Religions of the World: Media and Research Update (with Sacred World CD)

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  • Edition: 9th
  • Format: Paperback w/CD
  • Copyright: 2005-01-01
  • Publisher: Prentice Hall
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For introductory courses in World Religions; also appropriate as a supplementary text for courses in Anthropology, Sociology of Religion and Political Science course concerned with the role of religion in the modern world. This introduction to World Religions is ideal for students with no previous exposure to Religious Studies or the study of religion more generally because of its accessible style and comprehensive, yet concise, presentation. Offering accurate, comparative descriptions of religions, it gives background material on religious theory and study, while exploring the historical and cultural factors. Unlike other texts, Religions of the World includes chapters on Native American and African religions as well as Jainism, Sikhism, Zoroastrianism, and Baha'i.

Table of Contents

Introduction Overview
Basic Religions
Characteristics of Basic Religions
Native American Religions
African Religions
Religions Originating in India
Religions Originating in China and Japan
Chinese Religions
Religions Originating in the Middle East
Table of Contents provided by Publisher. All Rights Reserved.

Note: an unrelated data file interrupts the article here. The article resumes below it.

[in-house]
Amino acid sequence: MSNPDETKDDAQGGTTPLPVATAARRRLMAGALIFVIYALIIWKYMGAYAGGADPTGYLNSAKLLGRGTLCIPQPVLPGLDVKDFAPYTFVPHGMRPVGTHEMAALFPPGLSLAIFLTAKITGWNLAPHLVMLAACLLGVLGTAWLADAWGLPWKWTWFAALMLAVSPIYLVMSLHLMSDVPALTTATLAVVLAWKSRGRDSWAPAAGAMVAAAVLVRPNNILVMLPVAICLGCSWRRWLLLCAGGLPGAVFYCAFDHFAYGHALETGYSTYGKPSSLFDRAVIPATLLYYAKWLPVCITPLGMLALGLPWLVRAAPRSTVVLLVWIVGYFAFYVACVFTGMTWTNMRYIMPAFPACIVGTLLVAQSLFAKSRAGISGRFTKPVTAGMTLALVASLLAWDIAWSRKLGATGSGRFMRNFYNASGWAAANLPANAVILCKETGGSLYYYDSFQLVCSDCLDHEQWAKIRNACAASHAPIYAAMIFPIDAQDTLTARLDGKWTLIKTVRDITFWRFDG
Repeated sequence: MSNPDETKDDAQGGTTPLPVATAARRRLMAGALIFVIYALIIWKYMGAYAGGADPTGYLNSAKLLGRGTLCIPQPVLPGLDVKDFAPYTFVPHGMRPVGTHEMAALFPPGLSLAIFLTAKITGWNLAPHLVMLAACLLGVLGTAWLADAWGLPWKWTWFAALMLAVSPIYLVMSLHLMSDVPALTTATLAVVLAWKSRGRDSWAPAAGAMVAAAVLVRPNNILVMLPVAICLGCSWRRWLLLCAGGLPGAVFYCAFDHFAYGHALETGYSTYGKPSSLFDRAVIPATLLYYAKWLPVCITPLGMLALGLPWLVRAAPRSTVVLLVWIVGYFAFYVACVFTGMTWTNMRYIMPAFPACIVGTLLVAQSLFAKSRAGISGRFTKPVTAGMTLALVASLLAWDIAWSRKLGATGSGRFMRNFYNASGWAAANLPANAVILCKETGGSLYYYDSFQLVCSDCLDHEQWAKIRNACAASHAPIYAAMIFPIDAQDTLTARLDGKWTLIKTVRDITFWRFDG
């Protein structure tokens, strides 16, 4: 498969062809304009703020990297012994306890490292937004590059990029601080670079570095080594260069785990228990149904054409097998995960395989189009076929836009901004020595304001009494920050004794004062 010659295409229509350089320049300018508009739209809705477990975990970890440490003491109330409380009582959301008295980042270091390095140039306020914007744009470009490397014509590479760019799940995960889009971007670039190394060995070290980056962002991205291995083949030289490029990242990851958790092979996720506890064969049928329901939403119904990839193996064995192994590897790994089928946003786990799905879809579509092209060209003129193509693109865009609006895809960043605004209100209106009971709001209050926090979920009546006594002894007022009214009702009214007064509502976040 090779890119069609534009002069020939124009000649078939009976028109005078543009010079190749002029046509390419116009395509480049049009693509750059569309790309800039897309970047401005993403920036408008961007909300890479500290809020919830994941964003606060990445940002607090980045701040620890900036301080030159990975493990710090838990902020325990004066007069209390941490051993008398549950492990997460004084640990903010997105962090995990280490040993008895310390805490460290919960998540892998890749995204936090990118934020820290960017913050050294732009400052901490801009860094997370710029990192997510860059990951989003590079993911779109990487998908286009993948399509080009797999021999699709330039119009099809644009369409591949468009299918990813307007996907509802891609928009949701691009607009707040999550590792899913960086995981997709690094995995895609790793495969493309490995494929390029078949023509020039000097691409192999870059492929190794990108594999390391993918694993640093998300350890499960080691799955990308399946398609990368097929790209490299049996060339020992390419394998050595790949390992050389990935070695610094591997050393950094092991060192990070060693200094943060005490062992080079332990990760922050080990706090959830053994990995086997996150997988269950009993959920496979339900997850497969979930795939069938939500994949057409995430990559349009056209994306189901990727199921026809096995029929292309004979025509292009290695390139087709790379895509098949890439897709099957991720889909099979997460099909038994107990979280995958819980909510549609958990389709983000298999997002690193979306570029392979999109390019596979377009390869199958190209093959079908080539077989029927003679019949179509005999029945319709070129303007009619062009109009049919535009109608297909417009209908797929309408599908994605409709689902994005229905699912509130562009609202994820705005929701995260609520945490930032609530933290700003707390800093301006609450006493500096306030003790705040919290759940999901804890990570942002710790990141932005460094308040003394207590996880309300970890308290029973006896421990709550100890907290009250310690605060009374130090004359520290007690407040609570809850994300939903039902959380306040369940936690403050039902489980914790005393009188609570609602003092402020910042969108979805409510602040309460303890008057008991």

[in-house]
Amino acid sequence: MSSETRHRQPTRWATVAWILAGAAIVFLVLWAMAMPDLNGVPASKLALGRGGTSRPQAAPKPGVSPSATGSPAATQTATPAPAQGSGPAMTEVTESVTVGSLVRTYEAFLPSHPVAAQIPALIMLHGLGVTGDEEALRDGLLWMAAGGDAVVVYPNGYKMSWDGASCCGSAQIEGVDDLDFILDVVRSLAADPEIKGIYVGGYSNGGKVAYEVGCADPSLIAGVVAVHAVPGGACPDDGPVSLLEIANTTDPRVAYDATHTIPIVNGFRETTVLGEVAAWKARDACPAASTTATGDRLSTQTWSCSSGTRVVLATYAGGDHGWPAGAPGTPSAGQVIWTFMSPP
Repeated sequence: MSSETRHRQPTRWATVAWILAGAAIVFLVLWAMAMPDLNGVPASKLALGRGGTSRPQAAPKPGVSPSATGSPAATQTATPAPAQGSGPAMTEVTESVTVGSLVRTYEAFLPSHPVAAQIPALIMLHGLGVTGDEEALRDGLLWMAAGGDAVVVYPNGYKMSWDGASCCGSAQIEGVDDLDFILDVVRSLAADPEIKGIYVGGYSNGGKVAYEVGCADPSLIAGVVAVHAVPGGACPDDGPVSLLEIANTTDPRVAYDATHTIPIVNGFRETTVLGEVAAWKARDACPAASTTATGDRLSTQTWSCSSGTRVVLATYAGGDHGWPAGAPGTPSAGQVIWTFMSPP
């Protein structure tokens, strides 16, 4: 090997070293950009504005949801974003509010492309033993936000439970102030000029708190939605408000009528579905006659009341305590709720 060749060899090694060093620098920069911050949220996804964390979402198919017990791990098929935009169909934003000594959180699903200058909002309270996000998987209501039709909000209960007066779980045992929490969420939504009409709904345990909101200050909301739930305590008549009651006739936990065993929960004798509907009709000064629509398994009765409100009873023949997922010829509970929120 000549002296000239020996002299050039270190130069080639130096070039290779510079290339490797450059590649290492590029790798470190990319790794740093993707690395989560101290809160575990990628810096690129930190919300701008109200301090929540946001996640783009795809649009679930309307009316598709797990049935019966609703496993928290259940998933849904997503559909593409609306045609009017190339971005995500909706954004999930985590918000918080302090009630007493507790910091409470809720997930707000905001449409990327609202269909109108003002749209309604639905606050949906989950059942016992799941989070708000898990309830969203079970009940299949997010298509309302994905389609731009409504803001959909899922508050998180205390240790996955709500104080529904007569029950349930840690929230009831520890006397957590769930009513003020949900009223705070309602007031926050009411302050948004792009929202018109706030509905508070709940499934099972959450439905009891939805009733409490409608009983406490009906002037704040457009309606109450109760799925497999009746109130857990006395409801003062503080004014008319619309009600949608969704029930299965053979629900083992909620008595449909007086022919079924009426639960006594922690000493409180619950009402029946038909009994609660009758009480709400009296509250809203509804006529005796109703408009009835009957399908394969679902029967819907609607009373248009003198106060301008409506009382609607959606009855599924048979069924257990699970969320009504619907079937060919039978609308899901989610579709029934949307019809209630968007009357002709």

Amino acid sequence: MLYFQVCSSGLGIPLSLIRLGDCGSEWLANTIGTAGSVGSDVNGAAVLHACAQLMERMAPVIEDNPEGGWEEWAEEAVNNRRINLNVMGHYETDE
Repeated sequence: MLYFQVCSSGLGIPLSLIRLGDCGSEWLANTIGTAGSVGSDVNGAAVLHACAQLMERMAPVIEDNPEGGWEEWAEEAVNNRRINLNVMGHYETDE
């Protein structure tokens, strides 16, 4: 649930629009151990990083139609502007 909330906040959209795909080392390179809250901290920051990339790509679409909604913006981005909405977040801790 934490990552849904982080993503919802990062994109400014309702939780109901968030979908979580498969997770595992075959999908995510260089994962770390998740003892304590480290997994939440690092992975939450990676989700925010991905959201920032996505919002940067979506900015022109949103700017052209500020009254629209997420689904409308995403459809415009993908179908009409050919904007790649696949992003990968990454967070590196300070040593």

The world has changed since the last edition of this book was published. After September 11, 2001, it was no longer necessary to question the need for the academic study of religion. Policymakers, students, and the public at large came to understand very quickly that religion had replaced economics as the most ideologically potent force in the post-Cold War world. Just as religions include the seeds of peace, they offer the potential for hatred and violence. It is naive to believe that understanding alone will lead to tolerance and acceptance of the basic humanity of others. Some interpretations of most religions are inherently intolerant and incline toward violence. Understanding the dark side is, however, essential in the struggle to overcome it. Understanding religions other than our own, even if our own is none, is also necessary if we are to avoid stereotyping all members of a faith because of the violent acts of a few. In preparing the ninth edition of Lewis Hopfe's text, I have drawn on my experience teaching the introductory course on world religions to thousands of students over the past decade and living and working in Buddhist and Muslim societies for extended periods. I have tried to bring the book and the study of world religions into the post-September 11 era. There is expanded coverage of "new religions" and new variants of established traditions. Some of these traditions, including the Church of Jesus Christ of Latter Day Saints and the new Chinese religion Falun Dafa, have been the victims of persecution. Others, including the version of Islam promoted by Usama bin Laden and his associates and Hindu fundamentalist in India, encourage acts of violence. My thanks to the reviewers of the ninth edition: Barry R. Sang, Catawba College, and Pamela Jean Owen, University of Nebraska. This edition ofReligions of the Worldis dedicated to the survivors and victims of the tragedies of September 11, 2001. Mark R. Woodward

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